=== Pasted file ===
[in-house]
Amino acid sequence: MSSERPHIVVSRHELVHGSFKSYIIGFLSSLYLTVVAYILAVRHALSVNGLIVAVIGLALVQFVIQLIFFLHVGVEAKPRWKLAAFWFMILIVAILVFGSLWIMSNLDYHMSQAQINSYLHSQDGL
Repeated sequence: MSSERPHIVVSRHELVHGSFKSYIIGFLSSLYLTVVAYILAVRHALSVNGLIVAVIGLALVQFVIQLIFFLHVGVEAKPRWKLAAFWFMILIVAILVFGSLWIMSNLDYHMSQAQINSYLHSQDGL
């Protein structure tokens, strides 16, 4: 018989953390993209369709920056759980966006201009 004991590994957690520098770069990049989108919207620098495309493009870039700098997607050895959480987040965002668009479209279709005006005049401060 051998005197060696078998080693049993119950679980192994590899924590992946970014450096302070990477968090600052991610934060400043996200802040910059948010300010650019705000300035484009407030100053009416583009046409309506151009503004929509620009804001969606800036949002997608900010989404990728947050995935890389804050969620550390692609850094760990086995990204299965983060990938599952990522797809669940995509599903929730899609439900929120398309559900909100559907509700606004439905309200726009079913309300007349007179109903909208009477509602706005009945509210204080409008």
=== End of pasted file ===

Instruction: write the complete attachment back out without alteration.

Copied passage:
[in-house]
Amino acid sequence: MSSERPHIVVSRHELVHGSFKSYIIGFLSSLYLTVVAYILAVRHALSVNGLIVAVIGLALVQFVIQLIFFLHVGVEAKPRWKLAAFWFMILIVAILVFGSLWIMSNLDYHMSQAQINSYLHSQDGL
Repeated sequence: MSSERPHIVVSRHELVHGSFKSYIIGFLSSLYLTVVAYILAVRHALSVNGLIVAVIGLALVQFVIQLIFFLHVGVEAKPRWKLAAFWFMILIVAILVFGSLWIMSNLDYHMSQAQINSYLHSQDGL
């Protein structure tokens, strides 16, 4: 018989953390993209369709920056759980966006201009 004991590994957690520098770069990049989108919207620098495309493009870039700098997607050895959480987040965002668009479209279709005006005049401060 051998005197060696078998080693049993119950679980192994590899924590992946970014450096302070990477968090600052991610934060400043996200802040910059948010300010650019705000300035484009407030100053009416583009046409309506151009503004929509620009804001969606800036949002997608900010989404990728947050995935890389804050969620550390692609850094760990086995990204299965983060990938599952990522797809669940995509599903929730899609439900929120398309559900909100559907509700606004439905309200726009079913309300007349007179109903909208009477509602706005009945509210204080409008």